AbstractLarge-scale genomic data have provided new insights into the evolutionary relationships of various eukaryotes. Of particular interest were the excavates, a group of morphologically similar protists whose placement within the eukaryote Tree of Life (eToL) has long been problematic for researchers. The protein
sequences of different taxa, representing all major lineages within Eukaryota, were here compared to identify the number of orthologous sequences that are shared amongst pairs of lineages. A high number of proteins shared uniquely between two eukaryote groups was proposed as evidence that the gene families encoding these proteins represented synapomorphies. This approach is an alternative to conventional phylogenetic analyses which do not always provide consistent results when inferring deep relationships amongst eukaryotes.
Analysis of the three excavate lineages Metamonada, Discoba and Malawimonadidae did not return a significant number of uniquely shared orthogroups in any pairwise comparison, therefore lending no support to the idea of a monophyletic Excavata. Other groups shared a considerably greater number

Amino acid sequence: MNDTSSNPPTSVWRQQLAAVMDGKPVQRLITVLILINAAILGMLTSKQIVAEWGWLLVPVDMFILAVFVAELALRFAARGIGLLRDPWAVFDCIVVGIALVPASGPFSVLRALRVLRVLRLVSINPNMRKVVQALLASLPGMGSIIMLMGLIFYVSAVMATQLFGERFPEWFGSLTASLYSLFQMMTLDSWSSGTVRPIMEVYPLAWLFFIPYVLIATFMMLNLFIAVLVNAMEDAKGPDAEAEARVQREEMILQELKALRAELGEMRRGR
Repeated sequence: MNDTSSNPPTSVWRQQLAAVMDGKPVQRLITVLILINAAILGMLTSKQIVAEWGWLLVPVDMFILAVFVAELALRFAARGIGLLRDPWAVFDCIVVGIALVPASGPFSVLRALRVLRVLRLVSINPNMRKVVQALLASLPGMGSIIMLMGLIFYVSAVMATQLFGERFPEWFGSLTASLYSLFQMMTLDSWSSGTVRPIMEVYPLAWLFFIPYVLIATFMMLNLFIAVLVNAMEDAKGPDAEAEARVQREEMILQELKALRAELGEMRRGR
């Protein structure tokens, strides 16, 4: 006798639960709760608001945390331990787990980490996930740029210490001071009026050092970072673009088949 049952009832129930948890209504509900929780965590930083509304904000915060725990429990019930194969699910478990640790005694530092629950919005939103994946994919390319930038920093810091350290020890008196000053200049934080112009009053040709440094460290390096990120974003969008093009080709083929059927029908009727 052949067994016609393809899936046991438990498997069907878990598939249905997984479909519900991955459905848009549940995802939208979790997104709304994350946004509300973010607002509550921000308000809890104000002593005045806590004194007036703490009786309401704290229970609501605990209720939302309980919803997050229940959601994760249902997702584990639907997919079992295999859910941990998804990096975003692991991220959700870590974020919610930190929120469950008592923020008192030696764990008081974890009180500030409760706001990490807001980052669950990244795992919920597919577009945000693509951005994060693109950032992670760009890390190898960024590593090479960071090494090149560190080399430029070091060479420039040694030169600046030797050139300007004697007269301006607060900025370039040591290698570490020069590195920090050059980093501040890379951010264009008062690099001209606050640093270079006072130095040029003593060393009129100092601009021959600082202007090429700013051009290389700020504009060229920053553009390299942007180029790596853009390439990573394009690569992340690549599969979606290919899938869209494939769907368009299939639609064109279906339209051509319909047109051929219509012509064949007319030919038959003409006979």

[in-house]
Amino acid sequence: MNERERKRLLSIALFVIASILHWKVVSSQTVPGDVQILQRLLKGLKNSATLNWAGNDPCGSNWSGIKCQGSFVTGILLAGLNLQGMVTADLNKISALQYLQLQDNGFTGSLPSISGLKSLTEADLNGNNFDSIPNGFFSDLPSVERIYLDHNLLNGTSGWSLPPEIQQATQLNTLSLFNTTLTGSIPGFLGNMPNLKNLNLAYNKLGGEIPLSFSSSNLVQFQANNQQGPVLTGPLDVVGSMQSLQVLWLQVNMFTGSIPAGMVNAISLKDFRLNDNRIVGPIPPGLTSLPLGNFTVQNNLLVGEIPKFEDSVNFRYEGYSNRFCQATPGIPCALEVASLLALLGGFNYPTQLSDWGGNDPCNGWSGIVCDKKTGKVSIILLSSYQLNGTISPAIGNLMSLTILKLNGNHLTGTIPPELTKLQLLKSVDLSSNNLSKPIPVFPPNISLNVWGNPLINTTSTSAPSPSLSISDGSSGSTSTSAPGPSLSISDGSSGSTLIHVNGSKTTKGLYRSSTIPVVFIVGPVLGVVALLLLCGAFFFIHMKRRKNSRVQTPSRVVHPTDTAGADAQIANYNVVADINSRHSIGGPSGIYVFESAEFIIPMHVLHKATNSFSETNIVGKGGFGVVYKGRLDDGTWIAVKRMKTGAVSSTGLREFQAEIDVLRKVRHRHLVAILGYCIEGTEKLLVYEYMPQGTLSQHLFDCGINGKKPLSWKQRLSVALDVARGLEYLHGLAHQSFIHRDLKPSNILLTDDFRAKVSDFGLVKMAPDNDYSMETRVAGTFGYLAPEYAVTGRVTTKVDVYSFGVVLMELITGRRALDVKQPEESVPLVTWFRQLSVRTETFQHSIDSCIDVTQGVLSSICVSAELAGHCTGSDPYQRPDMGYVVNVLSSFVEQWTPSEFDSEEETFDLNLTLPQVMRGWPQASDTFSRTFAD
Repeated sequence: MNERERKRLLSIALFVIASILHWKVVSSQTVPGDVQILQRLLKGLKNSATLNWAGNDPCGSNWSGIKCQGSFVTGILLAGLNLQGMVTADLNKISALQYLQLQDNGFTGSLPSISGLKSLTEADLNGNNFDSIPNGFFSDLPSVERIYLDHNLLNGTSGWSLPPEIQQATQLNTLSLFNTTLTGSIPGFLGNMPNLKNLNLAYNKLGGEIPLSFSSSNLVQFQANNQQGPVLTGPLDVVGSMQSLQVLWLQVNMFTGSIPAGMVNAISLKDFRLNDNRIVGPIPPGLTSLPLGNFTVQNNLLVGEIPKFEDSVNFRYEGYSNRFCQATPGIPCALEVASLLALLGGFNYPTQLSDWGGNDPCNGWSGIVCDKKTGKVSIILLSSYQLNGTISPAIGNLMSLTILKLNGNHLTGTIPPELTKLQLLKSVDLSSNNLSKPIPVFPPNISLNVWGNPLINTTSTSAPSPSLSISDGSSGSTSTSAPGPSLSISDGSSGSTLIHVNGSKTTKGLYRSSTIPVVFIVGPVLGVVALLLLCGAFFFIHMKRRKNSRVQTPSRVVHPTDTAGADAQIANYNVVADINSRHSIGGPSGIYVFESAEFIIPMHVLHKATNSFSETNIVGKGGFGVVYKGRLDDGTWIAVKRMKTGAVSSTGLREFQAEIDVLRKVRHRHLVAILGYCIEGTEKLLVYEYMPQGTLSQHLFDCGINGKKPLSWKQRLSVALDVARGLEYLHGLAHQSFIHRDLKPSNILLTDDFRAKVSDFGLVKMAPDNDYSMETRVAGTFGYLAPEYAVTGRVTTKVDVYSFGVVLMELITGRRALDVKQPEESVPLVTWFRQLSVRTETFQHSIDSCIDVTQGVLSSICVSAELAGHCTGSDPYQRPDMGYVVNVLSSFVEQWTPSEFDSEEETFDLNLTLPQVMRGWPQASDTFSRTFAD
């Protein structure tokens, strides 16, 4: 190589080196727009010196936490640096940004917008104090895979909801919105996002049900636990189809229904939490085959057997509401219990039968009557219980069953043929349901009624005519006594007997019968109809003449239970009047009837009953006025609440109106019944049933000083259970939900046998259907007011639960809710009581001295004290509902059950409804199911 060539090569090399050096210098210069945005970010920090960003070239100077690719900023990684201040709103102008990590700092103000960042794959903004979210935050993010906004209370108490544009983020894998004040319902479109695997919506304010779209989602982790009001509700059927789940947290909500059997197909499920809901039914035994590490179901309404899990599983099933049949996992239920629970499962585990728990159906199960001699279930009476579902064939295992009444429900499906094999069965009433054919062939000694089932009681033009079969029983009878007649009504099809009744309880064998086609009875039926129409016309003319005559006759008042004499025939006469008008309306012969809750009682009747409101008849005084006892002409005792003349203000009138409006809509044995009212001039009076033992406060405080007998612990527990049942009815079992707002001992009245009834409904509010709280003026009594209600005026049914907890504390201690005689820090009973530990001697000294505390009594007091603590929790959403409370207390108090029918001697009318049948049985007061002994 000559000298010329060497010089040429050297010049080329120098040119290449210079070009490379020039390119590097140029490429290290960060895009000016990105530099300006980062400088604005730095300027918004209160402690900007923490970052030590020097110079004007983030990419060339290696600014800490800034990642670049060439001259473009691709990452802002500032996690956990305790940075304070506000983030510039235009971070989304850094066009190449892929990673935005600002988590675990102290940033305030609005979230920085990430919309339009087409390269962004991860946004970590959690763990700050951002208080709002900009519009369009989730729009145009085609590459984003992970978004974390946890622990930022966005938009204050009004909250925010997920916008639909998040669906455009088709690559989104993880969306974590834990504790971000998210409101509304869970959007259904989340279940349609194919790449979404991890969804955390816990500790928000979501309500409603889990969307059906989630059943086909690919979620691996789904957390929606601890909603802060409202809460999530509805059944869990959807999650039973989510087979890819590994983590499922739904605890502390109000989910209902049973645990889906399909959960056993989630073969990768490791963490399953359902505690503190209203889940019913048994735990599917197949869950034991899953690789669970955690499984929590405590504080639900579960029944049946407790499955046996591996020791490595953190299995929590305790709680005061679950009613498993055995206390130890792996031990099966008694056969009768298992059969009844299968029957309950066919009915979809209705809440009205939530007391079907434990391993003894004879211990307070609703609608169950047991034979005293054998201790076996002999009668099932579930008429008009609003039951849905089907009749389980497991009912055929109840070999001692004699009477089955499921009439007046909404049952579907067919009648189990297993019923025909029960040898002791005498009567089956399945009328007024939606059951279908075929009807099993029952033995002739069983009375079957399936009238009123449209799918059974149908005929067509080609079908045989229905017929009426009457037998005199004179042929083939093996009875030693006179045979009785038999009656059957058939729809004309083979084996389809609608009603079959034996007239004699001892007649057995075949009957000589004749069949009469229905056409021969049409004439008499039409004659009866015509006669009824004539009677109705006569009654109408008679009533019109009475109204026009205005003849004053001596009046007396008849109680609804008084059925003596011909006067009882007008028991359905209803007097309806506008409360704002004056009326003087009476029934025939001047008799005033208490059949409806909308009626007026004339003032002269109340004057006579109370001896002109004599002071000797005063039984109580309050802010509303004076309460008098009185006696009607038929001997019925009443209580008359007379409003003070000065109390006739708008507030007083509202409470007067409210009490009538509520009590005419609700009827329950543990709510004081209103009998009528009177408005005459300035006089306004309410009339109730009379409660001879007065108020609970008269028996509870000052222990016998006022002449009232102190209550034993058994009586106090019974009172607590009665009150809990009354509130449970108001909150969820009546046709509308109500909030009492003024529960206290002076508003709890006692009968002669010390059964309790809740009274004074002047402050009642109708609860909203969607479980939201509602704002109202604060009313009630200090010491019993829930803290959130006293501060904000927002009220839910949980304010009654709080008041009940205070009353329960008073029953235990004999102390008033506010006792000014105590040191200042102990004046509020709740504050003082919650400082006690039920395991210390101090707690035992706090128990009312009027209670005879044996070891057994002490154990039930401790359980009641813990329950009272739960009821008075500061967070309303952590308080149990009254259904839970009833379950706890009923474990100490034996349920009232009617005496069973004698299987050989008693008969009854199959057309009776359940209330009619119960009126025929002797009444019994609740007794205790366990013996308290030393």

of orthogroups, however. The orphan lineage Telonemia, comprising the sole genus Telonema, was inferred to have a specific relationship with another recently discovered orphan species, Ancoracysta twista. Similarly, Ancyromonadida was found to be related to members of the CRuMs (Collodictyonidae, Rigifilida, and Mantamonas) lineage, specifically Diphylleia rotans and Rigifila ramosa. Phylogenetic constraint analyses were performed to test these relationships. Neither the topology constraining Telonemia + A. twista nor that constraining Ancyromonadida + CRuMs could be rejected by the approximately unbiased (AU) test at a significance of 5%.
Based on these results, and the presence of a collection of ’excavate-like’ morphological characters found with punctate distribution throughout the eToL, it is suggested here that the excavates may be a paraphyletic lineage and that the last eukaryotic common ancestor (LECA) may have been an excavate-like organism.
|Date of Award||11 May 2021|
|Supervisor||Davide Pisani (Supervisor) & Tom Williams (Supervisor)|
- Microbial evolution